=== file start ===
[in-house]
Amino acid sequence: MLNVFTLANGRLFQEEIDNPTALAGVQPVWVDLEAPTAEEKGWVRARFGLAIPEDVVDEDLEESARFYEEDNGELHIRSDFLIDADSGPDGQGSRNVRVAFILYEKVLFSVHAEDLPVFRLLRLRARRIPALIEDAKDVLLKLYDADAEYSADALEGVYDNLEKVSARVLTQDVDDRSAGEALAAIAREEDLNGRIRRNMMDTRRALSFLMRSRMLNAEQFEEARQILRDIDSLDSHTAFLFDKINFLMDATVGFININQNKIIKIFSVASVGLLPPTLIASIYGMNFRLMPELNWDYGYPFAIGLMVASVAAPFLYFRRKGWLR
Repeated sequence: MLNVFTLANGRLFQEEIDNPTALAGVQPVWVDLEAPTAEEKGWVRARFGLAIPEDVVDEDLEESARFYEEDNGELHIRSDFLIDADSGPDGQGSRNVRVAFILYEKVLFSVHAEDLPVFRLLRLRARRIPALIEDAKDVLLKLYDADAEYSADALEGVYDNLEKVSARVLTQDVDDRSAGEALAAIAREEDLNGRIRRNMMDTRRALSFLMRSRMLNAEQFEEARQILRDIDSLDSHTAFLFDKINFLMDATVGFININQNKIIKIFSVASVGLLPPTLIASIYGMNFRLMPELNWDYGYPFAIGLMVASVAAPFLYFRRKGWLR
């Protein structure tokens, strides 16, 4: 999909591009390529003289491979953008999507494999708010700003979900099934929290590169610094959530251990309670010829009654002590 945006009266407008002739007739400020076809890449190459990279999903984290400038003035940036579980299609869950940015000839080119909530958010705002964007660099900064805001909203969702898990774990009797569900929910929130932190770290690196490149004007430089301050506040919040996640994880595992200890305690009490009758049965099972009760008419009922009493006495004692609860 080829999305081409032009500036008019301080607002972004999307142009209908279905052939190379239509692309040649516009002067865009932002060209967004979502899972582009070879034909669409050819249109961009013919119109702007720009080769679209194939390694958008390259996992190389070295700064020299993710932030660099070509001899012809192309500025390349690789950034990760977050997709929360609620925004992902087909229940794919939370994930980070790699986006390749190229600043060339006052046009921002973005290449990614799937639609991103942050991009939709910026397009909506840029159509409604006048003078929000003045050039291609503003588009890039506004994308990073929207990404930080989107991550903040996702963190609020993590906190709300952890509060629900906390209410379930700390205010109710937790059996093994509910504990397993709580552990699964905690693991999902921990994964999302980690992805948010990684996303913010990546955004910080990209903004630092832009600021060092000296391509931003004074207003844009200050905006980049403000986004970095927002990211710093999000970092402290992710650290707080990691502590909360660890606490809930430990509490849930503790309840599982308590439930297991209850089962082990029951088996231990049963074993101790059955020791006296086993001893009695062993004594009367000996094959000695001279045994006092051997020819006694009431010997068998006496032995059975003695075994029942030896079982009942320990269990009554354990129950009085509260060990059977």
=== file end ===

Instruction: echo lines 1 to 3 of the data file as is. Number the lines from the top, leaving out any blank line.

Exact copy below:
[in-house]
Amino acid sequence: MLNVFTLANGRLFQEEIDNPTALAGVQPVWVDLEAPTAEEKGWVRARFGLAIPEDVVDEDLEESARFYEEDNGELHIRSDFLIDADSGPDGQGSRNVRVAFILYEKVLFSVHAEDLPVFRLLRLRARRIPALIEDAKDVLLKLYDADAEYSADALEGVYDNLEKVSARVLTQDVDDRSAGEALAAIAREEDLNGRIRRNMMDTRRALSFLMRSRMLNAEQFEEARQILRDIDSLDSHTAFLFDKINFLMDATVGFININQNKIIKIFSVASVGLLPPTLIASIYGMNFRLMPELNWDYGYPFAIGLMVASVAAPFLYFRRKGWLR
Repeated sequence: MLNVFTLANGRLFQEEIDNPTALAGVQPVWVDLEAPTAEEKGWVRARFGLAIPEDVVDEDLEESARFYEEDNGELHIRSDFLIDADSGPDGQGSRNVRVAFILYEKVLFSVHAEDLPVFRLLRLRARRIPALIEDAKDVLLKLYDADAEYSADALEGVYDNLEKVSARVLTQDVDDRSAGEALAAIAREEDLNGRIRRNMMDTRRALSFLMRSRMLNAEQFEEARQILRDIDSLDSHTAFLFDKINFLMDATVGFININQNKIIKIFSVASVGLLPPTLIASIYGMNFRLMPELNWDYGYPFAIGLMVASVAAPFLYFRRKGWLR